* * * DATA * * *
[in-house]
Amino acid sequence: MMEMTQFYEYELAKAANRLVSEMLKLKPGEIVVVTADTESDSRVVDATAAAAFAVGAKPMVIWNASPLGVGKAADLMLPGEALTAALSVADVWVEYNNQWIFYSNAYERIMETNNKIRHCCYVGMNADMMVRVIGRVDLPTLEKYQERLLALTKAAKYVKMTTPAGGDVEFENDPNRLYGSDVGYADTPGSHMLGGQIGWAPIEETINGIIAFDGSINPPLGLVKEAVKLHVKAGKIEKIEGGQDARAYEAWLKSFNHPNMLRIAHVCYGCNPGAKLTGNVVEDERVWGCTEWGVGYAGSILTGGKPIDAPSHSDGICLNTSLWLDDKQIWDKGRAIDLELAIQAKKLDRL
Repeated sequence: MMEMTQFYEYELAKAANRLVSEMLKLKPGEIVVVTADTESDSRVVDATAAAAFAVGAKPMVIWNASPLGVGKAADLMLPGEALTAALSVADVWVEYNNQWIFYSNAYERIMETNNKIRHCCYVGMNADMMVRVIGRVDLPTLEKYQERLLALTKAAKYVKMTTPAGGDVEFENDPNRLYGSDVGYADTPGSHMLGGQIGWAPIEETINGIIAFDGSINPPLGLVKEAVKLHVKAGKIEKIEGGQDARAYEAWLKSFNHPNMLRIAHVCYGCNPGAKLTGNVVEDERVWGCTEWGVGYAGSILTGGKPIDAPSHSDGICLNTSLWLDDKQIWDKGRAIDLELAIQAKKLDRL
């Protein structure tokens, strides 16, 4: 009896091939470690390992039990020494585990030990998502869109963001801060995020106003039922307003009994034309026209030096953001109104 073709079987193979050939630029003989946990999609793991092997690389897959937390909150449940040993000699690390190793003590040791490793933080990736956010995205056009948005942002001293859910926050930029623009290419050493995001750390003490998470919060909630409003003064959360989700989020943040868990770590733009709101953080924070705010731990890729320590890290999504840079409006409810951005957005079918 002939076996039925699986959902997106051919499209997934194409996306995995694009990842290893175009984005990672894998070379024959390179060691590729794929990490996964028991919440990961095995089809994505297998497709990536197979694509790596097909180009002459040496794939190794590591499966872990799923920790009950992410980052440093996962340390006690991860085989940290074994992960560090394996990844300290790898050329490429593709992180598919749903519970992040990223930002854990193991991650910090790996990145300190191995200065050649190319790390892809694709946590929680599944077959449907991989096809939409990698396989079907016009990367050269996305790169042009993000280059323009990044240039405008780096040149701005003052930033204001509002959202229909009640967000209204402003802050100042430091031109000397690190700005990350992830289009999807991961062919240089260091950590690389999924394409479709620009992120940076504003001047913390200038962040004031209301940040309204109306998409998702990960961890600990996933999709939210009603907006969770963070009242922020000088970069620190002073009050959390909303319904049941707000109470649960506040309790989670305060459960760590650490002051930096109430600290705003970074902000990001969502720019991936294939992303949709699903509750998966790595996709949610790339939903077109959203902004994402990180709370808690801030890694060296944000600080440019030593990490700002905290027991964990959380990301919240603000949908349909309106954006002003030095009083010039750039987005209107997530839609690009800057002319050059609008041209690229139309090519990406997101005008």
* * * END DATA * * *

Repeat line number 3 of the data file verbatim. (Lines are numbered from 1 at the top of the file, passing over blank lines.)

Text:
Repeated sequence: MMEMTQFYEYELAKAANRLVSEMLKLKPGEIVVVTADTESDSRVVDATAAAAFAVGAKPMVIWNASPLGVGKAADLMLPGEALTAALSVADVWVEYNNQWIFYSNAYERIMETNNKIRHCCYVGMNADMMVRVIGRVDLPTLEKYQERLLALTKAAKYVKMTTPAGGDVEFENDPNRLYGSDVGYADTPGSHMLGGQIGWAPIEETINGIIAFDGSINPPLGLVKEAVKLHVKAGKIEKIEGGQDARAYEAWLKSFNHPNMLRIAHVCYGCNPGAKLTGNVVEDERVWGCTEWGVGYAGSILTGGKPIDAPSHSDGICLNTSLWLDDKQIWDKGRAIDLELAIQAKKLDRL